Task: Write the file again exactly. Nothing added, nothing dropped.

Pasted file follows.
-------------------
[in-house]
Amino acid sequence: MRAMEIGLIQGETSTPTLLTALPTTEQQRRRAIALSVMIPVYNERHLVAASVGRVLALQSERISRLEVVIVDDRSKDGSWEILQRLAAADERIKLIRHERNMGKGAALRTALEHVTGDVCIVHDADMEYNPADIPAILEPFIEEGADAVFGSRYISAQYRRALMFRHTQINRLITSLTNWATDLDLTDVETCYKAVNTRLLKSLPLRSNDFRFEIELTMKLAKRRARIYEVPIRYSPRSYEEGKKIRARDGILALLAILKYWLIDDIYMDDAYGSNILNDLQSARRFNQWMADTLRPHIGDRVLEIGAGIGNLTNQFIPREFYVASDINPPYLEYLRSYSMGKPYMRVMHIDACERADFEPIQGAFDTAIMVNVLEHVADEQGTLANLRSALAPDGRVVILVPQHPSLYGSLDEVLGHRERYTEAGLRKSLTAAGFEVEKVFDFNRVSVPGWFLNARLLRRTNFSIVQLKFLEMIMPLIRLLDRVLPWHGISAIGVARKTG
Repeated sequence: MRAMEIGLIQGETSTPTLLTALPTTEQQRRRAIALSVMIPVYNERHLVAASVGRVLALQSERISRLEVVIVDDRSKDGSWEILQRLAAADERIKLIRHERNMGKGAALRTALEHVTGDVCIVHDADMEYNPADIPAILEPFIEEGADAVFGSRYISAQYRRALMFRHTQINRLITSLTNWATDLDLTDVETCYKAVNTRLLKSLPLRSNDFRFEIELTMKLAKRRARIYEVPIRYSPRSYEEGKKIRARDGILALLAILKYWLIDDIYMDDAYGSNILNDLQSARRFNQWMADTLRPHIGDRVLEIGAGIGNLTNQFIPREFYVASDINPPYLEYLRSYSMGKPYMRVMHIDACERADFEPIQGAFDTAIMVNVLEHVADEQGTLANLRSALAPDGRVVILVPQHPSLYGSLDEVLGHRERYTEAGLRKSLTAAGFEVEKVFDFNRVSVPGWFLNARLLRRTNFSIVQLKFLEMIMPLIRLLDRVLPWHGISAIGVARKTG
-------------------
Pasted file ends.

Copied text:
[in-house]
Amino acid sequence: MRAMEIGLIQGETSTPTLLTALPTTEQQRRRAIALSVMIPVYNERHLVAASVGRVLALQSERISRLEVVIVDDRSKDGSWEILQRLAAADERIKLIRHERNMGKGAALRTALEHVTGDVCIVHDADMEYNPADIPAILEPFIEEGADAVFGSRYISAQYRRALMFRHTQINRLITSLTNWATDLDLTDVETCYKAVNTRLLKSLPLRSNDFRFEIELTMKLAKRRARIYEVPIRYSPRSYEEGKKIRARDGILALLAILKYWLIDDIYMDDAYGSNILNDLQSARRFNQWMADTLRPHIGDRVLEIGAGIGNLTNQFIPREFYVASDINPPYLEYLRSYSMGKPYMRVMHIDACERADFEPIQGAFDTAIMVNVLEHVADEQGTLANLRSALAPDGRVVILVPQHPSLYGSLDEVLGHRERYTEAGLRKSLTAAGFEVEKVFDFNRVSVPGWFLNARLLRRTNFSIVQLKFLEMIMPLIRLLDRVLPWHGISAIGVARKTG
Repeated sequence: MRAMEIGLIQGETSTPTLLTALPTTEQQRRRAIALSVMIPVYNERHLVAASVGRVLALQSERISRLEVVIVDDRSKDGSWEILQRLAAADERIKLIRHERNMGKGAALRTALEHVTGDVCIVHDADMEYNPADIPAILEPFIEEGADAVFGSRYISAQYRRALMFRHTQINRLITSLTNWATDLDLTDVETCYKAVNTRLLKSLPLRSNDFRFEIELTMKLAKRRARIYEVPIRYSPRSYEEGKKIRARDGILALLAILKYWLIDDIYMDDAYGSNILNDLQSARRFNQWMADTLRPHIGDRVLEIGAGIGNLTNQFIPREFYVASDINPPYLEYLRSYSMGKPYMRVMHIDACERADFEPIQGAFDTAIMVNVLEHVADEQGTLANLRSALAPDGRVVILVPQHPSLYGSLDEVLGHRERYTEAGLRKSLTAAGFEVEKVFDFNRVSVPGWFLNARLLRRTNFSIVQLKFLEMIMPLIRLLDRVLPWHGISAIGVARKTG